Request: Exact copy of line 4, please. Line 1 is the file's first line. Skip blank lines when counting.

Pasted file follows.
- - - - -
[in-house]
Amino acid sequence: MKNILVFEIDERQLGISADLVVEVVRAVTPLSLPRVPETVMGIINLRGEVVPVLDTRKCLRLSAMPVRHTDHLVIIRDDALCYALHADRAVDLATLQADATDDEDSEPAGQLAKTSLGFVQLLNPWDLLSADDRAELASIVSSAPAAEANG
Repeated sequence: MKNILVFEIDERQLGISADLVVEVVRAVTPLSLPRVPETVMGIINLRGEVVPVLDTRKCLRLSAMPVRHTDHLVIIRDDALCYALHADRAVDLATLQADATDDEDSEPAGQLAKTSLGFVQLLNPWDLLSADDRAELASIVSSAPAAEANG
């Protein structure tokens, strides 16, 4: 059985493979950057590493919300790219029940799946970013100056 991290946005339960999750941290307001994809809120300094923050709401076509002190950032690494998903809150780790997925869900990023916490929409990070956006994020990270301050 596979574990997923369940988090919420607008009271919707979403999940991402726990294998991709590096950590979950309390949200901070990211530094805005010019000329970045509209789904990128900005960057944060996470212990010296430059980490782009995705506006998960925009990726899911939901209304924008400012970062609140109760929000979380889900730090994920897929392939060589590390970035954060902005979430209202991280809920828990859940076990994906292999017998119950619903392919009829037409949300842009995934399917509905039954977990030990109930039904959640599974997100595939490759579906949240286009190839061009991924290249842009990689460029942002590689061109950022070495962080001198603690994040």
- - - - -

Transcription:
């Protein structure tokens, strides 16, 4: 059985493979950057590493919300790219029940799946970013100056 991290946005339960999750941290307001994809809120300094923050709401076509002190950032690494998903809150780790997925869900990023916490929409990070956006994020990270301050 596979574990997923369940988090919420607008009271919707979403999940991402726990294998991709590096950590979950309390949200901070990211530094805005010019000329970045509209789904990128900005960057944060996470212990010296430059980490782009995705506006998960925009990726899911939901209304924008400012970062609140109760929000979380889900730090994920897929392939060589590390970035954060902005979430209202991280809920828990859940076990994906292999017998119950619903392919009829037409949300842009995934399917509905039954977990030990109930039904959640599974997100595939490759579906949240286009190839061009991924290249842009990689460029942002590689061109950022070495962080001198603690994040």